Patient Rights, Complaints, and Legal Implications in Dental Care

A gentleman comes to reception to make a verbal complaint. A tooth you recently root filled was extracted over the weekend by an emergency dentist. The patient says that it was a waste of time and money and he would never have had it done if he knew it needed to be extracted.

A) A patient’s right to raise a complaint and the complaint’s value to a practice

A patient has the right to raise a claim if they are unsatisfied with the treatment or the quality of the dental service they have received (Collier, 2014a).The General Dental Council (2013) acknowledges the patient’s right to complain and states that dental care professionals are obligated to address their patient’s concerns. In this way, a complaint system has been set in place for patients to deliver and express their concerns regarding healthcare dissertation help. Patients may complain at any aspect of the care provided such as unfavorable outcome, procedural errors and miscommunication or may highlight a mistake that any member of the dental team could make (Dental Protection, 2013). A complaint if ignored or not resolved locally the patient has the authority to raise it to the Health Service Ombudsman or the Dental Complaint Service for those having dental treatments in a private sector (Tullo,2009). Thus, complaints should never be underestimated, and dentists should always aim for its resolution as it can potentially escalate to legal action. As a consequence, complaints can be distressing to the members of the dental team and threatens the members’ registration with the GDC (GDC, 2013). Therefore, all dental team members should adopt a preventative approach to avoid complaints emerging in any case.


It is fundamental that the practice holds the greatest numbers of patients as possible who can attend consistently for examinations and treatments. Therefore, it is essential not to be defensive against any individuals who made the complaint and consider it as an opportunity to improve and develop the service provided by the dental practice for the future (GDC,2013). Moreover, sharing the lesson learned from the complaint with all dental team members to avoid further complaints emerging. Dealing with the patient's concerns fairly and respectively have a positive outcome as it maintains the practice’s reputation (Collier, 2014d). Additionally, an effective complaint resolution can also keep the dentist-patient relationship (Dental Protection, 2013). On the other hand, it allows the performance of the dental team members to be supervised and to build up their skills, especially if a shortcoming was highlighted by the complaint (Dental Protection, 2013). Thus, a complaint can be of great value t the dental practice and all the members of the dental team.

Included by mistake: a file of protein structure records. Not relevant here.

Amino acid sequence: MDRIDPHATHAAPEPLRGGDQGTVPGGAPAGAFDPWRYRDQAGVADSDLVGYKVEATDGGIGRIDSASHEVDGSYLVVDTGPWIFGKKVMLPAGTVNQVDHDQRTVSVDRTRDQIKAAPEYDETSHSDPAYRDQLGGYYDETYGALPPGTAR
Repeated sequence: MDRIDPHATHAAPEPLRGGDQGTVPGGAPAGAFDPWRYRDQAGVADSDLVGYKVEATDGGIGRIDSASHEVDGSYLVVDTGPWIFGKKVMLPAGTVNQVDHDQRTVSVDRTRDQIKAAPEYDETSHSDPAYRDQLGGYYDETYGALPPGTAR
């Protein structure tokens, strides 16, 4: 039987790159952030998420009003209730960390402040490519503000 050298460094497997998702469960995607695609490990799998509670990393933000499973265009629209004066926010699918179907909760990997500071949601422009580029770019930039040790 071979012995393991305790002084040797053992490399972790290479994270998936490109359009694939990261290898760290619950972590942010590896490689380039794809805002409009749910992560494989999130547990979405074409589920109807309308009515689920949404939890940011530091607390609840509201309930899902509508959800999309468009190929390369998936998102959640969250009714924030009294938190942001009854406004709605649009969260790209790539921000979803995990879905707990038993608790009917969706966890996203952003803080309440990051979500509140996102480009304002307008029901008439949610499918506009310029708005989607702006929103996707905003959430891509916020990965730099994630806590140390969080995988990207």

b) How his complaint should be handled and what resources should be in place in the practice

At the point when complaints do emerge it is fundamental to recognize and to deal with them properly to counteract escalation. According to the GDC (2013), the patients are of the expectation that there should be a prompt acknowledgment of their complaints. Therefore, the dentist should ensure that their patients, as well as all dental team members, are aware of complaint systems in practice, how they run and the practical aspect associated with them (GDC, 2013). A complaint system should be readily accessible for patients to utilize maintaining the patient confidentiality throughout and to be followed at all times by the GDC's fifth guideline (2013) " Have a clear and efficient complaint system ."Furthermore, the complaint system should be available in any format that is suitable to the patient needs and should be simple to follow. Additionally, it should provide information on the organizations that the patient can contact to raise concerns(GDC, 2013).

According to Guidance 5.2.1, it is essential to find out what the patient wants by spending time listening to his complaint and fully engaging him with the complaint procedure (GDC, 2013). This procedure is valuable particularly at an early stage where dissatisfaction can be verbally settled down (Collier,2014a). If it failed to be resolved verbally, a complaint would be submitted, and an investigation should be carried out to collect relevant information, then a written response will be constructed offering the patient with an explanation and the all the steps included. Additionally, it is essential to provide the patient with an apology ensuring that his complaint will be considered significant and reacted to inappropriate timing by the practice complaint system, of which the patient ought to have a copy of (GDC, 2013). The dentist should manage all the points brought up in the complaint and offer an appropriate solution for each. Moreover, the dental practice can ask the dental defense organization for assistance in resolving the complaint raised when needed (GDC, 2013).Perceiving a complaint and acting fast with a successful team-working strategy, increases the possibility for it to be resolved (Collier, 2014d). The patient should be followed up, inquiring as to whether he is satisfied and whether he requires any more action. A separate written record of the complaint should be kept together with the solutions offered so that the patients are not disheartened from making a complaint (GDC,2013).